In the aftermath of Empire, Britain remained the heart of the Commonwealth of Nations, now comprising 54 countries with a population of 2.4 billion. Many were formerly part of the British Empire, joining the Commonwealth on independence and often retaining close links with the UK. Many of these links were trading links and can still be seen today on supermarket shelves and in high street stores – New Zealand lamb, Australian wool, New Zealand butter, and so on. Anti-Europe hardliners existed back in 1973, accusing the Government of turning its back on the Commonwealth and that feeling was also reflected in countries like Canada, Australia, and New Zealand. Although not strictly true the seeds of that perception were sewn and in the years following 1973 the UK Government always had to fight a rear-guard action when dealing with Brussels. All this came to the fore in 1992.

 

source: Australian Institute of International Affairs

 

The Treaty of Maastricht, signed on 7 February, 1992 came into effect on 1 November, 1993. The UK Prime Minister at the time, John Major, entered into the Maastricht negotiations with the EEC in the certain knowledge that there were some aspects of the treaty that he could not accept, knowing full well that he would never get them through the House of Commons.

 

Not least was the clear path being taken by the EEC down the road to a much closer “federal” concept of Europe, a concept which was anathema not just to anti Europe hardliners, but also to a great many ordinary citizens.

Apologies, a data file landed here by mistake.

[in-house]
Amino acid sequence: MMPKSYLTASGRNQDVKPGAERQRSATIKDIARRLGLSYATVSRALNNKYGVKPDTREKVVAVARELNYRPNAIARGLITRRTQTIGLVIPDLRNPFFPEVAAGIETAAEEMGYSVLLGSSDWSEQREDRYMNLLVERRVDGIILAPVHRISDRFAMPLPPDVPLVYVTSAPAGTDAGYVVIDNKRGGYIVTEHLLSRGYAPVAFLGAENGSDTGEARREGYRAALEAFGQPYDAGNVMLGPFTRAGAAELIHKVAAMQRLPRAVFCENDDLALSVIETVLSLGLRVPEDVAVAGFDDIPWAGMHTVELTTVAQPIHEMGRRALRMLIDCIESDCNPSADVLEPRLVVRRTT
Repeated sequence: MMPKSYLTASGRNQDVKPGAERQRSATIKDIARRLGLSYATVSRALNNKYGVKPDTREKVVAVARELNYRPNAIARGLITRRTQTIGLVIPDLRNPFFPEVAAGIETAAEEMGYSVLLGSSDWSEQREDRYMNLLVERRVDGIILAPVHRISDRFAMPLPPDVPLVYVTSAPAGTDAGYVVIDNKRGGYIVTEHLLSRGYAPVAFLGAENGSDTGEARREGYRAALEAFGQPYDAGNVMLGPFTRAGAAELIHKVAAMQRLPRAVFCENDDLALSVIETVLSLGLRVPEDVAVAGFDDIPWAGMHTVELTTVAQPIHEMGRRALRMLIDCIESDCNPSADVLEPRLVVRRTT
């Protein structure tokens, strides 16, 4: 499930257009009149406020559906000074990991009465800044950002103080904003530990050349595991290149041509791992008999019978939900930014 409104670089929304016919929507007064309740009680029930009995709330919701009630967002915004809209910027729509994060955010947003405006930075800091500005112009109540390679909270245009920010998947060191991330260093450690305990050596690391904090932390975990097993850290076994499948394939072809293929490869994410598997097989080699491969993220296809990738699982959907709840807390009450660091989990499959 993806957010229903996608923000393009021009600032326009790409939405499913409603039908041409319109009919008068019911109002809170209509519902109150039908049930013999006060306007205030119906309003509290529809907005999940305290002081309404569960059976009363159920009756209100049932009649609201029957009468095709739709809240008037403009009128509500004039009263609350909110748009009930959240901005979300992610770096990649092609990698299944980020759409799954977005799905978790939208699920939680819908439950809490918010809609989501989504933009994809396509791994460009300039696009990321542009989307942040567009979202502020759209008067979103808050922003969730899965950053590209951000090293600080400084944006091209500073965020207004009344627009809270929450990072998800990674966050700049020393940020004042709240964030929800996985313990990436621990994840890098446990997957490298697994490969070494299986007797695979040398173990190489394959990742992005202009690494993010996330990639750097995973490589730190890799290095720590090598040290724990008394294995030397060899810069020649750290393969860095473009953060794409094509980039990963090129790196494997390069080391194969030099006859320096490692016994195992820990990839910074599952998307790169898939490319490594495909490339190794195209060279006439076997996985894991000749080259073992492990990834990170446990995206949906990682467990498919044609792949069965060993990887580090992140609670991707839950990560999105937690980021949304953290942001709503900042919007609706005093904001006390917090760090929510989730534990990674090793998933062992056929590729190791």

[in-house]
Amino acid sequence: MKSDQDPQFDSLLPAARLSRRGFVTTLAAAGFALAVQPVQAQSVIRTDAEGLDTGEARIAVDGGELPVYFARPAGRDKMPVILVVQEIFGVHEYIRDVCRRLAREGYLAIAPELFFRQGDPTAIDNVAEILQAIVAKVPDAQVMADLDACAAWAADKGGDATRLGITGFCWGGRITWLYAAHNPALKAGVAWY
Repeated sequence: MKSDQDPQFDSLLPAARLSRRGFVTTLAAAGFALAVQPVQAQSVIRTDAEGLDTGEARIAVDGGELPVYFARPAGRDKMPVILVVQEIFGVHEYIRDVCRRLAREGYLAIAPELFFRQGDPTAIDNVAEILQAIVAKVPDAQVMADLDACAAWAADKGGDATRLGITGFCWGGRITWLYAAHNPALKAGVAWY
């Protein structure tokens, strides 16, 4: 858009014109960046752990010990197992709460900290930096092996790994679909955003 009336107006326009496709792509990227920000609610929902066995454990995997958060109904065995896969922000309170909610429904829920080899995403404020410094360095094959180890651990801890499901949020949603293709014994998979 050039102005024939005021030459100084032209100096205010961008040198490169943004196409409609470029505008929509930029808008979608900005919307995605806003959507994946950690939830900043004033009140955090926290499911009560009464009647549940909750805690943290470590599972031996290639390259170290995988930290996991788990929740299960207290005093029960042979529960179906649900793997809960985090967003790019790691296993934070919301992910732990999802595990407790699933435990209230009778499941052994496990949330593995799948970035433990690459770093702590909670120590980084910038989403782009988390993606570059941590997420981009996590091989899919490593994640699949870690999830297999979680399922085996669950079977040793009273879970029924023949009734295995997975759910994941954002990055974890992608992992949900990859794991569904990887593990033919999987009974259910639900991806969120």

Not least was the clear path being taken by the EEC down the road to a much closer “federal” concept of Europe, a concept which was anathema not just to anti Europe hardliners, but also to a great many ordinary citizens. In other words, the UK voters had been happy to join an economic organisation with benefits in trade and employment, but would be very much opposed to signing up to what was seen to be a “United States of Europe” (the same sentiment would resurface later when the Euro currency was proposed and the UK retained the Pound Sterling – the financial meltdown of 2008/9 and the Greek crisis perhaps proved that decision to be right)). The UK therefore negotiated an opt out from those parts of Maastricht it could not, and would not accept,  creating what was then dubbed as a “Two Tier Europe”, marginalising Britain in some eyes. The Treaty of Lisbon, which became effective on 1 December, 2009, was in effect an amendment to Maastricht and the official move from EEC to EU.

The rot had set in for those opposed to the European ideal – an economic club was one thing, a centralised European federal administration was quite another. So the 2016 referendum took place and what was quite clear was that if the Brits voted with their heads, Remain would win, but is they voted with their hearts???? We all know what happened.

 


* The views and opinions expressed herein are those of the author only

Author of the article:

A credit management consultant involved with credit for over 40 years, he has worked in various industries, including export. Glen has been a member of the CICM for more than 30 years and, in addition to being a past Chairman, also chairs its Technical Advisory Committee, serves on its Education Committee.